He organized a plot to steal the Moral Police's weapons from their vaults, which were unopened for decades. What would a city of peace need of weapons? The heists were easier than the Explorer could have imagined, as the Moral Police had become lazy with inactivity, and paid no attention to small noises or shadows in the corners of the eyes. The weapons were rusted, but functional, and even a poor weapon is better than fists and feet.


Word spread to the High Council, who had no plan for something like this. Hundreds of plans for the efficient rationing of wheat, but naught for any sort of siege, internal or external. In their panic they sealed their fate. They did the one unforgivable thing that made them monsters in the people's eyes.


They cut off the chocolate rations.


When the people heard of this, they stormed the castle. There was no planning, no thought, just hatred and rage of beasts let off a leash onto their abusive trainers. The chocolate was the one thing that the people held sacred, as even sex was strictly controlled to avoid famine. The Explorer tried to stop them, fearing bloodshed, but was cut down and forgotten. The castle had ample defences from times where conflict and invasion were still fathomable, but had long become inactive with decay, and there was no one trained in their use. This is all a moot point, as anyone still loyal to the council defected after the banning of chocolate. Within 3 minutes of receiving the news about the chocolate rations, the people had breached the High Chancellor's room.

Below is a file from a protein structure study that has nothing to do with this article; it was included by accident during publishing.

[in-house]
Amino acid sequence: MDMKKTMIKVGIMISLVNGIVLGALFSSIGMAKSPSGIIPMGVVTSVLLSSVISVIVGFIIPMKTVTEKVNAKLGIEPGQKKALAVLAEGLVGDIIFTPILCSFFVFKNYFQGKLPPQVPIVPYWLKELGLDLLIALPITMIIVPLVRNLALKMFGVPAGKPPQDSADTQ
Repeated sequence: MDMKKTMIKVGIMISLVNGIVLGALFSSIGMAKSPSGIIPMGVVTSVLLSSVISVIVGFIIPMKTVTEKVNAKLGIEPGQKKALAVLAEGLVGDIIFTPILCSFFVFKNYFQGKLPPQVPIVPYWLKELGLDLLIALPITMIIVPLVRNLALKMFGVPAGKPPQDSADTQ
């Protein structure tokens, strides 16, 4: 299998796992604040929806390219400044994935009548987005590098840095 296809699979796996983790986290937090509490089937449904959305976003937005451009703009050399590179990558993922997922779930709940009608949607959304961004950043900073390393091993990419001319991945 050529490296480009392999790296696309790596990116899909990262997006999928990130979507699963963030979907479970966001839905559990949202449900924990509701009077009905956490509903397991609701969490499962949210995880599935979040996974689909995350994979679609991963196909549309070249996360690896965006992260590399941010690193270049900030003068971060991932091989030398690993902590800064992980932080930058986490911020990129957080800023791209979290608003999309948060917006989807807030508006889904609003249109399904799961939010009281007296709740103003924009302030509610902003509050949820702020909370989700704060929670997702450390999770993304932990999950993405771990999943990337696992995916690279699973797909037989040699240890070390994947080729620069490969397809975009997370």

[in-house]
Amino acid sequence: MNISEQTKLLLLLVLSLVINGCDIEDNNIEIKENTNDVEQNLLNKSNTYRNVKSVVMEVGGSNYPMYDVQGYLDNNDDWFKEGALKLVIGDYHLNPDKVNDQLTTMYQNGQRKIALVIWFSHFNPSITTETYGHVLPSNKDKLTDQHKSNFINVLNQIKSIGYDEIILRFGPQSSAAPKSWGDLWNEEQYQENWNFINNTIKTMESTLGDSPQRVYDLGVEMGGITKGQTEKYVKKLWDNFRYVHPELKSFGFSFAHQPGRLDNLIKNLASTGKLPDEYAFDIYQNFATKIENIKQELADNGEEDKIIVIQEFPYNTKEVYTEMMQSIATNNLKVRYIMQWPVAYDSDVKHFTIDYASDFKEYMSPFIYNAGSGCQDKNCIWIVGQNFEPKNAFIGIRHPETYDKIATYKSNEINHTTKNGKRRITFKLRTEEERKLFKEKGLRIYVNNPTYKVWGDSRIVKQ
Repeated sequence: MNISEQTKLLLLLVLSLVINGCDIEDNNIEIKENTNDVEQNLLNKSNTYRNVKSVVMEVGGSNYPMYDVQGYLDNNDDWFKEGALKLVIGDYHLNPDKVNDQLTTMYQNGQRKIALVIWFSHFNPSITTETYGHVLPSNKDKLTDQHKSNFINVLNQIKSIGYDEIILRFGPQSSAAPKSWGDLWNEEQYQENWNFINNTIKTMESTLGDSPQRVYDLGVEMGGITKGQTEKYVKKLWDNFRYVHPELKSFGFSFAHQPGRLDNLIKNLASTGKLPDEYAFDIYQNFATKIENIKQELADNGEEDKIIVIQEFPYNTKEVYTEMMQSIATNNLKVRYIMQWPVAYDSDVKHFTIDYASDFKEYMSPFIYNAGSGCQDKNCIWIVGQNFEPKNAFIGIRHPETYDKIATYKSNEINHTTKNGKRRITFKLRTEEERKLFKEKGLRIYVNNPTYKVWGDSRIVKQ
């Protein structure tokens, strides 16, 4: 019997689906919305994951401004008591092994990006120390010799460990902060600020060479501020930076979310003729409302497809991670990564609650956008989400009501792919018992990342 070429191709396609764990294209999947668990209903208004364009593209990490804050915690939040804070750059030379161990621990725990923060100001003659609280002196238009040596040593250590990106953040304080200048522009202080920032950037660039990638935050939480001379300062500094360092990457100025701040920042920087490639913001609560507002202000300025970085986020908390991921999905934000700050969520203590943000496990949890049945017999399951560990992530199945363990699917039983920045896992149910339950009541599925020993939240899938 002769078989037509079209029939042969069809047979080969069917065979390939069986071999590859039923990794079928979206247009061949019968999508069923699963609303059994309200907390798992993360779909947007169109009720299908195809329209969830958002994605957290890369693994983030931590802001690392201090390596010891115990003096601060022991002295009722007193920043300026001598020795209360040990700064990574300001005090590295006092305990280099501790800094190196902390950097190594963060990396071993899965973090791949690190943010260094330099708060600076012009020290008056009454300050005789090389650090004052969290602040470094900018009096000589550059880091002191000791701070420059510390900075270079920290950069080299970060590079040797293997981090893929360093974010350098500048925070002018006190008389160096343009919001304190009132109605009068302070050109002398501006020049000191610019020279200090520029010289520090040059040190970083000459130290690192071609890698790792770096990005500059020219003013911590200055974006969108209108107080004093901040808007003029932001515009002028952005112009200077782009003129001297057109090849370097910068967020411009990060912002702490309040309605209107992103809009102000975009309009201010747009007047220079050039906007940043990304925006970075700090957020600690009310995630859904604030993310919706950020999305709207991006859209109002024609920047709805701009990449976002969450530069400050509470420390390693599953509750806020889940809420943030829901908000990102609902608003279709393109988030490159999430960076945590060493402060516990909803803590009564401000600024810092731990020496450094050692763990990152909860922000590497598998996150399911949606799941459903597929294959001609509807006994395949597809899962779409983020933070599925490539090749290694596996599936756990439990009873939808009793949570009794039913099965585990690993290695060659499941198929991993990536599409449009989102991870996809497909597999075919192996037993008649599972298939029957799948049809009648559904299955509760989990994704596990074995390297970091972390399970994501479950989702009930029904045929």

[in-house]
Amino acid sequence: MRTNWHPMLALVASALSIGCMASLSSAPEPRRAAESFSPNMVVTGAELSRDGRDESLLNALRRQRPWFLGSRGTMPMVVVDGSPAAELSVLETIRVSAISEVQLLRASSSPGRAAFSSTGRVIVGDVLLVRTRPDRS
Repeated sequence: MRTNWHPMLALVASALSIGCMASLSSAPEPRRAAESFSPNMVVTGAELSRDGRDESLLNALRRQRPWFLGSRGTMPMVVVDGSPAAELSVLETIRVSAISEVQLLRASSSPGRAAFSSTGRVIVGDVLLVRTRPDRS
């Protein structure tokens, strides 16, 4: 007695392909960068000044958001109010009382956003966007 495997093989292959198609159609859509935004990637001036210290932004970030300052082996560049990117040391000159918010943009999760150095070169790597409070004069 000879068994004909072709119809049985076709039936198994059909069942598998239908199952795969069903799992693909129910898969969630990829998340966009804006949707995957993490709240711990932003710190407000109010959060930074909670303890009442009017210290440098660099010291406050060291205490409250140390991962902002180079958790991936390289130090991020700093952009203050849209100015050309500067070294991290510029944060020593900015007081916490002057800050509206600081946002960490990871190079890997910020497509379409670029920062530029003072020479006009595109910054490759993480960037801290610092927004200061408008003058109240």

His room was in a worse state than those of the workers, as while he denied people luxuries, he had no time for them. Every waking hour was spent upholding the peace and protecting the future of the people. There was a lone straw bed in his room, and nothing else. The High Chancellor stood tall but feeble, and man nearing death in more ways than one, but refusing to give up.


Words were shared between the impromptu leader of the charge and the High Chancellor, but the only people who know what He said are either dead or dying. Rumours say that he begged to be spared, that he tried to join them to save his life, that he tried to kill at least one before going down, that he miraculously escaped. I believe that he faced death with dignity, and in his mind he regretted what had become of his brothers and sisters. With no leaders, the people had finally found their freedom.


That was 5 years ago. The City of Peace, whose people had been indoctrinated all their lives, had been thrust into a position of power. With no concept of leadership, democracy, or rational decision making, the people splintered into factions, now known as the fourteen Barbarian Tribes. The once fertile land had been destroyed with constant skirmishes and enemy tribes salting the earth in spite. This place is now known as the infamous Badlands, where no one dares venture for fear of their lives. Is there a moral in this story? I'm sure there is, my friends, but I think that is for the historians, not the bards. And certainly not one for the people.


Link to this writing

Share this writing


Next: Let Me See